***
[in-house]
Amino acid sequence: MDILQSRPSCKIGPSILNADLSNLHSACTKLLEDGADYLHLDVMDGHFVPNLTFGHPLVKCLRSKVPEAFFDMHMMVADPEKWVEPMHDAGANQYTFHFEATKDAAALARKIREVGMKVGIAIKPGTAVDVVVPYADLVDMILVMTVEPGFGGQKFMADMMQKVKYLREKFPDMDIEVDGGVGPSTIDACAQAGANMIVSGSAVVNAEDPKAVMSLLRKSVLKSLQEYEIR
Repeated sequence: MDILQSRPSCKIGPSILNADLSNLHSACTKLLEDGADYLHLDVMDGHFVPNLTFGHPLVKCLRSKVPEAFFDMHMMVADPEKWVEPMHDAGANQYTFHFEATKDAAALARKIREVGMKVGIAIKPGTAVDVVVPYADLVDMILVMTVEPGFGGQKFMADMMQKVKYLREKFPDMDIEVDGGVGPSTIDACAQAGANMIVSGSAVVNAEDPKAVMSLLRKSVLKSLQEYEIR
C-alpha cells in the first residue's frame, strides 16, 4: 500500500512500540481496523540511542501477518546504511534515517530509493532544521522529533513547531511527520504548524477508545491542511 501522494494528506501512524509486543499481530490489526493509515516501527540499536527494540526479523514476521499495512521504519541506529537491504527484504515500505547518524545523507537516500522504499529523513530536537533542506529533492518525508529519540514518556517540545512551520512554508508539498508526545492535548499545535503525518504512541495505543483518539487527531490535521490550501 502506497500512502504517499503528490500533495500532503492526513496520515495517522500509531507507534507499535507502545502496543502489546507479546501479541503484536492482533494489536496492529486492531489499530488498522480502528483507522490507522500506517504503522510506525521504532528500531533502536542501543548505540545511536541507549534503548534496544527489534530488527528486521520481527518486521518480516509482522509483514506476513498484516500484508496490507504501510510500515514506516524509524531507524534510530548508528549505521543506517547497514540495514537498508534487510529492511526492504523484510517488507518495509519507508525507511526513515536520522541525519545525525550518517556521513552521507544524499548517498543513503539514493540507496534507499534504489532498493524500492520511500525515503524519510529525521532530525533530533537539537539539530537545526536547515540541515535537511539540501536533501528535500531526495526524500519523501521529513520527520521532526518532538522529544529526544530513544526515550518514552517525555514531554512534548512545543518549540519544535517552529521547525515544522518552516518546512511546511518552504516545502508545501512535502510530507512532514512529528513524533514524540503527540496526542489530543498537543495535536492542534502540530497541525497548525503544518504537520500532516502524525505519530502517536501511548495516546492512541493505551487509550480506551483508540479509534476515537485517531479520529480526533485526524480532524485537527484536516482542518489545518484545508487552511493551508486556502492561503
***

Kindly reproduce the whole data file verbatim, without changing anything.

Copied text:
[in-house]
Amino acid sequence: MDILQSRPSCKIGPSILNADLSNLHSACTKLLEDGADYLHLDVMDGHFVPNLTFGHPLVKCLRSKVPEAFFDMHMMVADPEKWVEPMHDAGANQYTFHFEATKDAAALARKIREVGMKVGIAIKPGTAVDVVVPYADLVDMILVMTVEPGFGGQKFMADMMQKVKYLREKFPDMDIEVDGGVGPSTIDACAQAGANMIVSGSAVVNAEDPKAVMSLLRKSVLKSLQEYEIR
Repeated sequence: MDILQSRPSCKIGPSILNADLSNLHSACTKLLEDGADYLHLDVMDGHFVPNLTFGHPLVKCLRSKVPEAFFDMHMMVADPEKWVEPMHDAGANQYTFHFEATKDAAALARKIREVGMKVGIAIKPGTAVDVVVPYADLVDMILVMTVEPGFGGQKFMADMMQKVKYLREKFPDMDIEVDGGVGPSTIDACAQAGANMIVSGSAVVNAEDPKAVMSLLRKSVLKSLQEYEIR
C-alpha cells in the first residue's frame, strides 16, 4: 500500500512500540481496523540511542501477518546504511534515517530509493532544521522529533513547531511527520504548524477508545491542511 501522494494528506501512524509486543499481530490489526493509515516501527540499536527494540526479523514476521499495512521504519541506529537491504527484504515500505547518524545523507537516500522504499529523513530536537533542506529533492518525508529519540514518556517540545512551520512554508508539498508526545492535548499545535503525518504512541495505543483518539487527531490535521490550501 502506497500512502504517499503528490500533495500532503492526513496520515495517522500509531507507534507499535507502545502496543502489546507479546501479541503484536492482533494489536496492529486492531489499530488498522480502528483507522490507522500506517504503522510506525521504532528500531533502536542501543548505540545511536541507549534503548534496544527489534530488527528486521520481527518486521518480516509482522509483514506476513498484516500484508496490507504501510510500515514506516524509524531507524534510530548508528549505521543506517547497514540495514537498508534487510529492511526492504523484510517488507518495509519507508525507511526513515536520522541525519545525525550518517556521513552521507544524499548517498543513503539514493540507496534507499534504489532498493524500492520511500525515503524519510529525521532530525533530533537539537539539530537545526536547515540541515535537511539540501536533501528535500531526495526524500519523501521529513520527520521532526518532538522529544529526544530513544526515550518514552517525555514531554512534548512545543518549540519544535517552529521547525515544522518552516518546512511546511518552504516545502508545501512535502510530507512532514512529528513524533514524540503527540496526542489530543498537543495535536492542534502540530497541525497548525503544518504537520500532516502524525505519530502517536501511548495516546492512541493505551487509550480506551483508540479509534476515537485517531479520529480526533485526524480532524485537527484536516482542518489545518484545508487552511493551508486556502492561503